11 SEP 2019
Are hotels leading the way or following other sectors in their use of space?
By Remy REIN MRICS, senior lecturer and Sebastian SMITH and Jason MARIN, Masters students from the École hôtelière de Lausanne
Several recent reports show the astonishing growth in self-employed workers, contract freelancers and consultants. According to Statista, 10.3% of the working age population is involved in such entrepreneurial activities. Alongside this, project task forces are becoming more and more common, and companies are starting to become more agile in their operations. This all has had a marked impact on traditional office space. For example, ING's agile transformation started with the 3,500 staff members at group headquarters.
We invested in tearing down walls in buildings to create more open spaces and to allow more informal interaction between employees.
former chief operating officer of ING Netherlands
"We have a very small number of formal meetings; most are informal. The whole atmosphere of the organization is much more that of a tech campus than an old-style traditional bank where people were locked away behind closed doors." added Schlatmann.
Many large corporations are also looking to outsource their office space and rely on outside workers to get the job done, taking advantage of companies such as WeWork who are creating shared working spaces, off-site and off-balance sheet for the companies partnering with them. WeWork and other co-working operators rent space in prime locations, add new features such as cafes, shared spaces and offices and lease them out at higher rents, looking to gain on the rental uplift.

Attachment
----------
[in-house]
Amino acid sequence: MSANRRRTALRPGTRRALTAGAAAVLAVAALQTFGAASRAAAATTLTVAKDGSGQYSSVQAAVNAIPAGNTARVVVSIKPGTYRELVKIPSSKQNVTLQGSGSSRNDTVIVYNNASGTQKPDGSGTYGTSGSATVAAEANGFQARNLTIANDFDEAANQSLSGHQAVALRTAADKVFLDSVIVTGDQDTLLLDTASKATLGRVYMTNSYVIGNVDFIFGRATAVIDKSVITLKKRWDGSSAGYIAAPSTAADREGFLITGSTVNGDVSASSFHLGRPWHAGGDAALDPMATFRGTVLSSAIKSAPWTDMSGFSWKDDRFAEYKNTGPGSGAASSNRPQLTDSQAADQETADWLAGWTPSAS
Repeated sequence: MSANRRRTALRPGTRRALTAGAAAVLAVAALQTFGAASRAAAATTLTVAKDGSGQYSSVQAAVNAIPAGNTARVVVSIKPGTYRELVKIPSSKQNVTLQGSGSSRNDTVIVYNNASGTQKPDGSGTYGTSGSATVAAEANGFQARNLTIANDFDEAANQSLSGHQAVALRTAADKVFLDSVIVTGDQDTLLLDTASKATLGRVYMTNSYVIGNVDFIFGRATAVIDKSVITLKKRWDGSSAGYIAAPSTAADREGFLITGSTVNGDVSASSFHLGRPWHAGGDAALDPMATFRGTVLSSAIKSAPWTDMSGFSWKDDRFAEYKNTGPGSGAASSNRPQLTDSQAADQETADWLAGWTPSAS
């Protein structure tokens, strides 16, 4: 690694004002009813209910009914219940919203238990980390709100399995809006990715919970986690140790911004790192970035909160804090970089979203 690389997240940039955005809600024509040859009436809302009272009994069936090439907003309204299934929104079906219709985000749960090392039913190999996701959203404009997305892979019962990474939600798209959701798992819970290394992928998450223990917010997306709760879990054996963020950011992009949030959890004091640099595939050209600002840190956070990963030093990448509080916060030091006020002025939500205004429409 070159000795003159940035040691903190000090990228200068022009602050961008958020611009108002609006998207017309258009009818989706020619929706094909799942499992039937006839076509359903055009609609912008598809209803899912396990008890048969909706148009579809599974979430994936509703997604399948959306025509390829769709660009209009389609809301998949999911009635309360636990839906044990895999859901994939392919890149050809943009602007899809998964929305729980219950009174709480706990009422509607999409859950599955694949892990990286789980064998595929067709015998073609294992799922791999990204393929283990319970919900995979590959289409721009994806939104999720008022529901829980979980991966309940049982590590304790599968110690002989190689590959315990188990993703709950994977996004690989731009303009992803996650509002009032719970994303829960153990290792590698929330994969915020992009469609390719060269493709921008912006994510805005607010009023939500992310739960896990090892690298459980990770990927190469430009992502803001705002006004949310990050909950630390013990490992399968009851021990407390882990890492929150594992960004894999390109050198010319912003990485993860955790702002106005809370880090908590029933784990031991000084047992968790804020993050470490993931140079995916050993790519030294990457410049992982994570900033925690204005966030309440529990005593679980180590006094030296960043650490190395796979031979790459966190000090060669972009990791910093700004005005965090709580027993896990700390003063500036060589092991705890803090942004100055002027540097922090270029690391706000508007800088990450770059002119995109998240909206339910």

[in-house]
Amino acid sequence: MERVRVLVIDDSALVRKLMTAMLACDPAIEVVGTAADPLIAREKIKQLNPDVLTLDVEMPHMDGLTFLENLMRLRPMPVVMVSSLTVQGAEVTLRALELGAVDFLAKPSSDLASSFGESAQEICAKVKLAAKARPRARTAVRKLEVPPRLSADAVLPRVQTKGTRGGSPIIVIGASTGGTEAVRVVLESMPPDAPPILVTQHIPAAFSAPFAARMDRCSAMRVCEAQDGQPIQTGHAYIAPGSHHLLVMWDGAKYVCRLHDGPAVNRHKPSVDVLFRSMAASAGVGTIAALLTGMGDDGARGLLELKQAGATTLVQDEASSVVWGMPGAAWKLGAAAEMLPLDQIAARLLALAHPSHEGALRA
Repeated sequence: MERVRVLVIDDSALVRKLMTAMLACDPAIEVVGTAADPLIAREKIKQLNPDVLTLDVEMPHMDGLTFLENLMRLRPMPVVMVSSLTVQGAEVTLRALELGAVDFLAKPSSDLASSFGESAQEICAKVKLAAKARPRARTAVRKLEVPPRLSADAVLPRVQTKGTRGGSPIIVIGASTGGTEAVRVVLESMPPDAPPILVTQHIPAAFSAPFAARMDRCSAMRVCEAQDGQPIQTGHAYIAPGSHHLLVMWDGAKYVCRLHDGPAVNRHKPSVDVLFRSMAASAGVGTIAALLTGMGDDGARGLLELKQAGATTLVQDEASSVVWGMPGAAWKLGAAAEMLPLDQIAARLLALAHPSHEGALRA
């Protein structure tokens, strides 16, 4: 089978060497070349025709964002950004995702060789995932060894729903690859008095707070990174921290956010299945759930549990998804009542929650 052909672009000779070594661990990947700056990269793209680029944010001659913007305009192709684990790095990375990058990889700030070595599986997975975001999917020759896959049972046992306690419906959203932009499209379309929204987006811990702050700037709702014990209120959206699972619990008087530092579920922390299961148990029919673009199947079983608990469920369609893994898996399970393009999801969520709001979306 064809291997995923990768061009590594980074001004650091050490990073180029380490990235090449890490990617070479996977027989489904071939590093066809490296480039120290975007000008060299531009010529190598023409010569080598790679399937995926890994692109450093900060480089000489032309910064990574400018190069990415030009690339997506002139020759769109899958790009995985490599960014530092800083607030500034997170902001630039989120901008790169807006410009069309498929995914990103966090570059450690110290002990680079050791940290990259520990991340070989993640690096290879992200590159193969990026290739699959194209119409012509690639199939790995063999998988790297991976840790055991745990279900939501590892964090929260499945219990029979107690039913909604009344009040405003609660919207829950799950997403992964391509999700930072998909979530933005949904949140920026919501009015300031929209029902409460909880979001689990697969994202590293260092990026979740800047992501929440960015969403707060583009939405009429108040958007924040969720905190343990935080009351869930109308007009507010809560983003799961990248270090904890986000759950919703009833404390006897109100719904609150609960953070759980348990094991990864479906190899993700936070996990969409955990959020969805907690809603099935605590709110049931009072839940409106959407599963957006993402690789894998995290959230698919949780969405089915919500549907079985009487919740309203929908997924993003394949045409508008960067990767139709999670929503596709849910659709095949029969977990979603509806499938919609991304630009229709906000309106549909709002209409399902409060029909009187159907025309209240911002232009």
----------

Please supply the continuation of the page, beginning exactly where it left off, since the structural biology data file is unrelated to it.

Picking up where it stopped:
This trend now seems to be spreading into co-living and many are looking to move into this segment; companies such as Co-Living, Common and Ollie amongst others. It seems that the traditional commute to the 9-to-5 workplace is changing and business needs are evolving,
The hotel industry from the 50s to the 90s was into high standardisation. It was the start of the mega-chains such as Hilton, Holiday Inn and Novotel, where all the rooms were the same, the service became standardised, offering the same breakfast, the same salads, the same menus in their brands, copy-pasting all over the world. Their main business model being asset heavy, owned and operated.
Since then, the industry has adapted to several different disruptors and brought to market solutions which cater more closely to what the customers want in different parts of the world. The rise of Boutique hotels such as Kimpton, W, Pod, Design and Morgan has begun to offer diversity and hyper segmentation, in response to the varied expectations of individual client segments.
More recently, the mega-brands have begun introducing and acquiring a much more diverse product offering, including short to long business stay (Aparthotel) and vacation rentals and embarking in the home sharing economy after seeing huge disruption from Airbnb. Homes & Villas by Marriott and Accor's acquisition of One Fine Stay being examples of the industry's adaptation to this trend.